Patna, Feb. 3: Each passing remark of Narendra Modi supporters backing the “Hindutva icon” as the prime ministerial candidate of the NDA is virtually putting the JD(U)-BJP alliance, and to some extent chief minister Nitish Kumar, under strain.
Nitish today denied to have asked the BJP to decide on its prime ministerial candidate as reported by a vernacular daily, but the war of words between the JD(U) and the BJP is getting shriller by the day. The JD(U) spokesperson, Shivanand Tiwary described the campaign to project someone (read Modi) at the saints’ conclave at Kumbh mela as a mockery of democracy. BJP MP and former cricketer Kirti Azad was heard saying that Modi — the most popular leader — should be projected as the prime ministerial candidate irrespective of whether the Dal-BJP alliance remains intact or not. Former Vishwa Hindu Parishad chief Ashok Singhal also backed Modi for the top post.
The top layer of the NDA revealed that the nearly 17-year-old JD(U)-BJP alliance was on the edge not because of the sharp rhetoric flying thick and fast from the rank and file of the two partners. “It is on the edge because of the larger issue involving the Hindutva icon that Narendra Modi is. We will be left with no option other than walking away from the alliance if Modi is officially projected as the prime ministerial candidate,” a source close to Nitish said.
The source added: “Our stand is very clear and transparent. We want the BJP to project a secular and all-accommodative face as the prime ministerial nominee. It is our declared stand on which the JD(U) will not compromise.”
Another senior JD(U) strategist said: “The JD(U) and the BJP are two separate outfits having different ideologies. While the BJP has the Hindutva as its core philosophy, the JD(U) is a socialist outfit rooted to secularism and liberal values. Still, we are running the alliance for over 17 years on the basis of the common minimum programme. The JD(U) has steadfastly kept out of the militant Hindutva plank that generates fear among the minority community.”
The JD(U) strategists feel Modi is an “icon” of the Hindutva. Nitish abhors to be identified with it even remotely because he has painstakingly worked to rope in the Muslims who together with the Yadavs had held aloft the Lalu-Rabri regime for 15 years. The JD(U) think tanks perceive that the moment Nitish accepts Modi as the prime ministerial candidate, the Muslims who constitute nearly 16 per cent of the Bihar voters would once again turn to Lalu Prasad — still the hero of his 15 per cent Yadav caste men — reviving the M-Y (Muslim-Yadav) combination.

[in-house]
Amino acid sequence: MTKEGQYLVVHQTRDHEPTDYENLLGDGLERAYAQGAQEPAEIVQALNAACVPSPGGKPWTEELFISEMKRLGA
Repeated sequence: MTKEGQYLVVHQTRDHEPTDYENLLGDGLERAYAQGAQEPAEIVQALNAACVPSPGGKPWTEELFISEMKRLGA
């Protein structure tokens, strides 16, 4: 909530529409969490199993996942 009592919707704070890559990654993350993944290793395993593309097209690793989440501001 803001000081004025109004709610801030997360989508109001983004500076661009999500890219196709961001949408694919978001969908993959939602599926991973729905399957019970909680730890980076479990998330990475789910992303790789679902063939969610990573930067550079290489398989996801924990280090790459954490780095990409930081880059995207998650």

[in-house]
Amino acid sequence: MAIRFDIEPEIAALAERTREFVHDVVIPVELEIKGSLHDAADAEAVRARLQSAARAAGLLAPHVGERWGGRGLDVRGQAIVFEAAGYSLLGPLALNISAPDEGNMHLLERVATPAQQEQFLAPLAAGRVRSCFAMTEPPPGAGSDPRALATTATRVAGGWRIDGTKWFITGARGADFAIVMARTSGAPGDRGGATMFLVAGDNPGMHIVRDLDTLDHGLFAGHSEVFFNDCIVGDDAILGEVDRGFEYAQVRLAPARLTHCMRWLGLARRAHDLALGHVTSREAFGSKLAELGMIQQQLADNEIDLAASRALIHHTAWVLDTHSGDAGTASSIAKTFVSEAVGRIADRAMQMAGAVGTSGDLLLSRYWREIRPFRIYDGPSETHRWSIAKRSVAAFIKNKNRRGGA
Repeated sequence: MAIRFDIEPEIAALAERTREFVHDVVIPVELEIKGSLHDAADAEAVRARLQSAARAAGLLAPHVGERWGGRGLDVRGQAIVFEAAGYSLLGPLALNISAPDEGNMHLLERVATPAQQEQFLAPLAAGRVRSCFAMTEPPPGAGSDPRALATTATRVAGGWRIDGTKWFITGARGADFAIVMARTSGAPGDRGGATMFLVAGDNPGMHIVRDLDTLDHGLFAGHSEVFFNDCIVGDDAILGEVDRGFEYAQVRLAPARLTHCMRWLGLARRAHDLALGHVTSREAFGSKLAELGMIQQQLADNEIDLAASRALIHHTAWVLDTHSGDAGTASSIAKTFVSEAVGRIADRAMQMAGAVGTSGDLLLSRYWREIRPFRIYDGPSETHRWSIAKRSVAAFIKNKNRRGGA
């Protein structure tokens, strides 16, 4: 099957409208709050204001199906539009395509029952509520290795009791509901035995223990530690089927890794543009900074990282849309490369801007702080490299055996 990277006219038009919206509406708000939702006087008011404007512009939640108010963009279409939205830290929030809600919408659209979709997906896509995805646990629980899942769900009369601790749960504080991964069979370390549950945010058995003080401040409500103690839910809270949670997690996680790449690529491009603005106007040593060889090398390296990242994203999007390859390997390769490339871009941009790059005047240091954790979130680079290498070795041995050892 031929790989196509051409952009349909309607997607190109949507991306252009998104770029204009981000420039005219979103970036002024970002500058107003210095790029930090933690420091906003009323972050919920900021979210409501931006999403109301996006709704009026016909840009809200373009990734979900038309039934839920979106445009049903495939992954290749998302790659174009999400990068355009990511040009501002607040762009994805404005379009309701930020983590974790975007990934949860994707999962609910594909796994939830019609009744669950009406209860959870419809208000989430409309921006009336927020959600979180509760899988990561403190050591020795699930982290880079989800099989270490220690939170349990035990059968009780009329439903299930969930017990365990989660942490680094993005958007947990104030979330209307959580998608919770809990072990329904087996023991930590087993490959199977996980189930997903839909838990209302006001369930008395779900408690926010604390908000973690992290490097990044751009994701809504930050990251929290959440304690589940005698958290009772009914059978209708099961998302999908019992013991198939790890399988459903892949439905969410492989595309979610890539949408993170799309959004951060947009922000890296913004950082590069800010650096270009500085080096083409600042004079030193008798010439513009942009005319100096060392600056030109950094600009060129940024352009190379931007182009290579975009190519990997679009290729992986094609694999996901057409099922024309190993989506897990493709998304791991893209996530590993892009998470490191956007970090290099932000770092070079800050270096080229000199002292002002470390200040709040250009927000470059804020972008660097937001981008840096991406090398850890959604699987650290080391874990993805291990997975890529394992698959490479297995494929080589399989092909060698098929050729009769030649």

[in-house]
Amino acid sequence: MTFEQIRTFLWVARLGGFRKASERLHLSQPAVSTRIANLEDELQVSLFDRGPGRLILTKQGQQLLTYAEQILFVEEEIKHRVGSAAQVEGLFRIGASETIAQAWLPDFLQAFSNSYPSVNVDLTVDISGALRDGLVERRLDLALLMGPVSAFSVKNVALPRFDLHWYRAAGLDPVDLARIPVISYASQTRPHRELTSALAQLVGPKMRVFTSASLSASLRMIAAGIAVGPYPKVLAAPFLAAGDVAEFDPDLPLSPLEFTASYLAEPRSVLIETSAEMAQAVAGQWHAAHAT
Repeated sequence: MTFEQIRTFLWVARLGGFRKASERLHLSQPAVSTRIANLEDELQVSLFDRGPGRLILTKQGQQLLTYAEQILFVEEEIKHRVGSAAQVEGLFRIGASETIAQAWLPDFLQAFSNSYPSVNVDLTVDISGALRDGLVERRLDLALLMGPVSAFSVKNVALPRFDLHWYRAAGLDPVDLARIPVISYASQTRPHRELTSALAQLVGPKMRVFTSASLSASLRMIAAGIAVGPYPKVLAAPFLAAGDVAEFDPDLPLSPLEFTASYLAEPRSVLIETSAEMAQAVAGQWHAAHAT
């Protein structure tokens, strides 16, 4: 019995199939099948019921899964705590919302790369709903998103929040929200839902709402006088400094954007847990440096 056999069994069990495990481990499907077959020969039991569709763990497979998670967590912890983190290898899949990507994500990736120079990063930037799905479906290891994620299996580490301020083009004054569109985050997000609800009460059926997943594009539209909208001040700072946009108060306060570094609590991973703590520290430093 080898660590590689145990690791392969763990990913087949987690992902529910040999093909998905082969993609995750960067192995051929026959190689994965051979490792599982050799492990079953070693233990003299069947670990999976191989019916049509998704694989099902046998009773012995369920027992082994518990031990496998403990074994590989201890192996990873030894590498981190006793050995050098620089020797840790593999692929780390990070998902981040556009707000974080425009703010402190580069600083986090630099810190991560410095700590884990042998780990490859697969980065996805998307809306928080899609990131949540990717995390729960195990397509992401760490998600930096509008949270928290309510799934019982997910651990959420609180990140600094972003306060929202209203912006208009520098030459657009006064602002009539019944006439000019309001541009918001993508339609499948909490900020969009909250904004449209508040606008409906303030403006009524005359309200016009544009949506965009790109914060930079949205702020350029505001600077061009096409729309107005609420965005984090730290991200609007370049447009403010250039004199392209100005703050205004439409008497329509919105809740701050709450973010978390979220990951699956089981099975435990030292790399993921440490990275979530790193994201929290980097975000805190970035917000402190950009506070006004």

According to the JD(U)’s calculation, around 25 per cent Mulsims had voted for the NDA in the 2010 Assembly polls and successive by-elections. “If Nitish breaks away from the NDA on the Modi issue, he might emerge as a hero of the Muslims for opposing their ‘enemy number-1’, the way Lalu had emerged after arresting L.K. Advani in early 1990s,” a Dal leader said.
The gamble is not risk-free, though. It is still not clear that the Muslims would leave Lalu and Congress and support Nitish lock, stock and barrel in the event of the JD(U) breaking ranks with the BJP. Moreover, he runs the risk of losing the support of upper castes, constituting nearly seven to 10 per cent of the voters.
Yet, Nitish might prefer to take the risk if the BJP officially projects Modi as the prime ministerial candidate. Sources close to him said: “We will be compelled to take the risk if our partner is left with no way out other than projecting Modi as the prime ministerial candidate.” If the JD(U) snaps tie with the BJP, it might turn to the Extremely Backward Castes (EBCs) who constitute nearly 35 per cent of the state voters. Nitish created the “new constituency” by segregating it from the Mandal block. A sharp reader of the state’s social composition, the first thing he did after assuming power was to reserve 50 per cent seats for the EBCs, Mahadalits and women in the local bodies.
“Still, breaking out of the alliance would be risky. Lalu led RJD-LJP combination notched up over 29 per cent votes against the NDA’s 39 per cent in 2010. It means Lalu is still a powerful political force. The break up of the alliance might bring to the fore new social equations, creating a confusing scenario. The wily RJD boss might benefit once the equation that drove him out of the power goes awry,” said another Dal leader.